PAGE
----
jason and i are always contemplating our choices. always searching for ideas that inspire and challenge us. we read. read. watch. listen. do. and read some more. we share with each other information that affects us. this is our habit. this is our lifeblood – or at least a good portion of it. we share much of this with our children. a natural result of this pastime is constantly being confronted by things that confirm and/or challenge the choices we have made and continue to make. at times, this seems pointless. we do it so much, it can seem like a bad habit – i find myself saying “why are we talking about this again?!” “i need to stop reading and start doing.” – the space between ideas and reality become a source of frustration. however, i know this is not true. even good habits have inherent difficulty. when i read something i am inspired by, it gives new energy to my daily activities (which far outweigh my time spent reading) – many of which require mindfulness. admittedly, i often find myself turned off to the importance of being present in what i do. at times as a mother, i can feel numb, deaf and blind to the needs of my children. but i know it is not motherhood necessarily that brings on this over stimulated response. being present in anything you do daily takes energy. naturally, some days are better than others. however, there are spans of time that can get sacrificed by our lack of awareness, lack of intention, lack of reflection. once you find yourself at the end of such a time, “what was i doing? thinking?” starts to run through the mind. i do believe that even these spans of time serve a purpose – at least for me – i find myself searching – “why?” or “does anything need to change?” or “what needs addressing?”
after discovering ben hewitt’s writing on keeping his kids out of school, i found myself in one of these moments. looking back over my days and weeks and months i wondered what kind of story i might tell about our days. there is a lot of change on our horizon with jason talking about taking a year or two from work – a time to reflect and recuperate and be together in a completely different environment. while very exciting, this causes me some anxiety – but this is a whole different story. what i am really getting at is what we have been doing up until this point – our oldest is now 8 years old. when i started this blog 2 1/2 years ago, i had an intention that has not necessarily taken the shape i had imagined – some sort of family portrait of words and images that conveyed the complexities and beauty of keeping our kids home. while there is a fraction of what i anticipated, i think now that this was an overly ambitious expectation – my kids are still quite young and we are still taking one day at a time. the original desire requires reflection which is something that requires the passage of time. there are many stories to tell and they are embedded in each of our hearts and minds. this is what is most important. yet, after reading a few of the slices out of the hewitt family’s diary i realized how important it is for people like us to share our stories. camaraderie is very powerful when you are doing something so different from the majority – it helps to know there are others – it helps to see examples that are different than your own. makes you think. he mentioned something about how keeping your kids out of school is a unique experience – unique to the members of your family. it is not something anyone can tell you how to do. one must trust his or her self and the members of their family, extended family and community. there is not a prescription as to what it looks like or sounds like. it is a way of life that unfolds by the living of your days engaged with one another. throwing ideas and desires into the pot. letting them simmer and sputter and age. many births and deaths occur as a result of such engagement. it is not always easy, but it is very rewarding when you reflect on it. and most enjoyable when you are fully present.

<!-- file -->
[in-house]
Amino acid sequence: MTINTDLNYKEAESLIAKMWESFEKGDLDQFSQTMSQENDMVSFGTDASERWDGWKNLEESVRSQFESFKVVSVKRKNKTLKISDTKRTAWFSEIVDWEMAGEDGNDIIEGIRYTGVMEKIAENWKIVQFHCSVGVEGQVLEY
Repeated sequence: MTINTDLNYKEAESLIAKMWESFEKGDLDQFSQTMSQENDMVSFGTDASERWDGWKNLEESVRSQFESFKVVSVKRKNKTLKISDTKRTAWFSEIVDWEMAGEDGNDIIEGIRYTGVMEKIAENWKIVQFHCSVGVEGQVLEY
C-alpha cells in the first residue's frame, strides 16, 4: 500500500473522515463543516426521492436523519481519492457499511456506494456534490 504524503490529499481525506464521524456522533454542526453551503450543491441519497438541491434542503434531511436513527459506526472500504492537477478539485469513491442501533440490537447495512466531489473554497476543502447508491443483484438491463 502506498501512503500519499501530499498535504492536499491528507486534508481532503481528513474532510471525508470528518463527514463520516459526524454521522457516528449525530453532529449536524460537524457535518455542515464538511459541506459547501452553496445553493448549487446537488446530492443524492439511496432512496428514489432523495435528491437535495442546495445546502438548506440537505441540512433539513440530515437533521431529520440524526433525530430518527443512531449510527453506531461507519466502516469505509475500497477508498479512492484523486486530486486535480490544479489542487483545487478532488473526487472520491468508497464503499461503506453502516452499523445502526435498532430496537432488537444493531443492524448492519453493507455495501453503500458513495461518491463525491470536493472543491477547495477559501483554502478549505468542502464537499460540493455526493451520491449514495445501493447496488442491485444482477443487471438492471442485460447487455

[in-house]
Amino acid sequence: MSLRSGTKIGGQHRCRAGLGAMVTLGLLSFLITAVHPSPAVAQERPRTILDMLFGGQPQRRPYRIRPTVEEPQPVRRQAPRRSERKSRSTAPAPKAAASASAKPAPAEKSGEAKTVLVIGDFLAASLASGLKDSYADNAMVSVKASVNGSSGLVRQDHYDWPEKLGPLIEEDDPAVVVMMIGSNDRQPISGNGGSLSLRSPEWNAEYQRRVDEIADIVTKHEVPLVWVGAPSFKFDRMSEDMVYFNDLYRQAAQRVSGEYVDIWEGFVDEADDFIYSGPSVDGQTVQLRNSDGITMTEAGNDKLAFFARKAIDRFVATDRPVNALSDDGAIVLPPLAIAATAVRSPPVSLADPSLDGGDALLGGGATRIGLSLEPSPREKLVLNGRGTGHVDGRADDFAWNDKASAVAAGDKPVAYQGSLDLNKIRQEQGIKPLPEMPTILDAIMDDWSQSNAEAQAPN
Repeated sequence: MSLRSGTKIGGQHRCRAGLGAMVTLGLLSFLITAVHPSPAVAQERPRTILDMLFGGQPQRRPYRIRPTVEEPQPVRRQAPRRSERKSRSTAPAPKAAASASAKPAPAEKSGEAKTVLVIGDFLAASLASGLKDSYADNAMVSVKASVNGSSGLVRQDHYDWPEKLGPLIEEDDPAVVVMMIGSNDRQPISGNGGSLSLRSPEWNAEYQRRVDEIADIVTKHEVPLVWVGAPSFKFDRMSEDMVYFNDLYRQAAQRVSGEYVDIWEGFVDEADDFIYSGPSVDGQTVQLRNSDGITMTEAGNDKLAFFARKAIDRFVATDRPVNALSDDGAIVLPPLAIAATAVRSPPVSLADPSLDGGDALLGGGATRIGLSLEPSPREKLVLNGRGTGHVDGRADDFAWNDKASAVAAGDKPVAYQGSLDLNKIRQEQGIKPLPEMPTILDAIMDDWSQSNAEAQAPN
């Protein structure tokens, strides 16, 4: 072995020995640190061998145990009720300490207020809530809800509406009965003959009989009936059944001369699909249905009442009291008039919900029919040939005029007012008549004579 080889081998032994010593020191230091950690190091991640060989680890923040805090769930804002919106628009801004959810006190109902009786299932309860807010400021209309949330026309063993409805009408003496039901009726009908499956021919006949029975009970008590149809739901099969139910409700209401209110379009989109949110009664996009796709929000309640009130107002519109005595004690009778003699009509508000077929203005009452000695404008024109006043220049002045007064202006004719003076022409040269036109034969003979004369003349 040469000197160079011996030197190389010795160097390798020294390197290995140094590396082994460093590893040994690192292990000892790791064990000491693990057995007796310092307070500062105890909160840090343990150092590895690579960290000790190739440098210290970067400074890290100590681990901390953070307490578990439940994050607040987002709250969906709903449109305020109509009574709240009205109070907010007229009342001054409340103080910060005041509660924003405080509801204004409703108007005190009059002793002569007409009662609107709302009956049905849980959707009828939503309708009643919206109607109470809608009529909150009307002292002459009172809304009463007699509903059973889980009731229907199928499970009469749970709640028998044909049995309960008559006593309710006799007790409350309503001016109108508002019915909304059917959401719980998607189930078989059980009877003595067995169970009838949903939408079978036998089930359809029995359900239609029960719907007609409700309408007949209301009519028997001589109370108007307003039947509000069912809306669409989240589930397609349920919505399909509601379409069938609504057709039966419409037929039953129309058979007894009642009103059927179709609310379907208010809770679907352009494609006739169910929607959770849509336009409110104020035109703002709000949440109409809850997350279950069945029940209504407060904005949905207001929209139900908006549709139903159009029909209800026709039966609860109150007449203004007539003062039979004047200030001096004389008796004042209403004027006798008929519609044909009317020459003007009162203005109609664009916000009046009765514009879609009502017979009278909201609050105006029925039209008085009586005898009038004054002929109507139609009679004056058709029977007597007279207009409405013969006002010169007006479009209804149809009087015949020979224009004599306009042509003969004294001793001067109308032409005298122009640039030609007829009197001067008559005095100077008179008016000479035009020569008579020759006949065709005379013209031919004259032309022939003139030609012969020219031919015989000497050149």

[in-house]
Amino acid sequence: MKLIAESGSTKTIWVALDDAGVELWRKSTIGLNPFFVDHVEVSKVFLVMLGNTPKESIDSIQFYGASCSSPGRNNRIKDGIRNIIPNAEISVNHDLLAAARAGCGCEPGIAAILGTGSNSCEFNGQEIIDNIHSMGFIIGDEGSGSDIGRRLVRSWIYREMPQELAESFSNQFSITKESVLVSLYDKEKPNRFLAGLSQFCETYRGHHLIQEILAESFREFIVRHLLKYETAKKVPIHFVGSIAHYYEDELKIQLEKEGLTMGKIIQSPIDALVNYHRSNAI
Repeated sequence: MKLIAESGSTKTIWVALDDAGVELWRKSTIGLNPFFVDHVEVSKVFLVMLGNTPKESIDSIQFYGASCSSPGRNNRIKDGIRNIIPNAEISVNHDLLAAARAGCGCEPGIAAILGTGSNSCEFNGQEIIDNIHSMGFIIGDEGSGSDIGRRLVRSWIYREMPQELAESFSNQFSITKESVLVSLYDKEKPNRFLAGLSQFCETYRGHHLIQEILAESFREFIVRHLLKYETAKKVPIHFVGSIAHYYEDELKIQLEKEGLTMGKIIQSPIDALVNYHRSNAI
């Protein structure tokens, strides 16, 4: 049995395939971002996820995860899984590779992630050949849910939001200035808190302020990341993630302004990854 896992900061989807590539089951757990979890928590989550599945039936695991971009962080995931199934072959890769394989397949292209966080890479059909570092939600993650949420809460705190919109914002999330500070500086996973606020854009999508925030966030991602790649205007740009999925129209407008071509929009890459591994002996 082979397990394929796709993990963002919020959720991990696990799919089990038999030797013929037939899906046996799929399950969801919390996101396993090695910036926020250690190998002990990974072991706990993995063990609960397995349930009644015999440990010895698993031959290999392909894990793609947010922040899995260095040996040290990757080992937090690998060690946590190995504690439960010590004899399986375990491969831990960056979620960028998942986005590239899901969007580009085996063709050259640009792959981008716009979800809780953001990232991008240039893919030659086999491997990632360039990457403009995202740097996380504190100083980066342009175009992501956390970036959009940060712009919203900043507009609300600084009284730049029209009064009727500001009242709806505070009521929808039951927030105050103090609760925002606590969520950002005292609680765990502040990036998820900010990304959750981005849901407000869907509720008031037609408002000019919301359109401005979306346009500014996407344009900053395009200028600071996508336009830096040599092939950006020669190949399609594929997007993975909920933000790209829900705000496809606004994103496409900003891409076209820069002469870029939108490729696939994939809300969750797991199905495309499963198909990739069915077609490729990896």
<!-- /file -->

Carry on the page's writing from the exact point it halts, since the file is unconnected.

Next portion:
in preparation for a friend’s seamus heaney memorial hike on sunday, i found myself thumbing through his poetry looking for something that resonated. i read many poems. and then one about making a kite. just what i was looking for. in many ways the poem is an unschooling poem. to me anyway – it sounds and feels like my life. the moment was like what i talked about earlier – the energy that gets your heart and mind going – connections are made across the landscape of your mind. exhilaration. for me this is what unschooling is all about, this excitement. when the connections are made as you wander and follow your interests and interact with the world around you. i cannot wait for jason to get back with the girls so i can read the poem to them. where are they at? riding thier bikes around the neighborhood – library, fabric store, and the much loved thrift town. lucky for us, jason took the day off work – and i got a much needed day of laying around, reading and reflecting.
“self-directed, adult-facilitated life learning in the context of their own unique interests”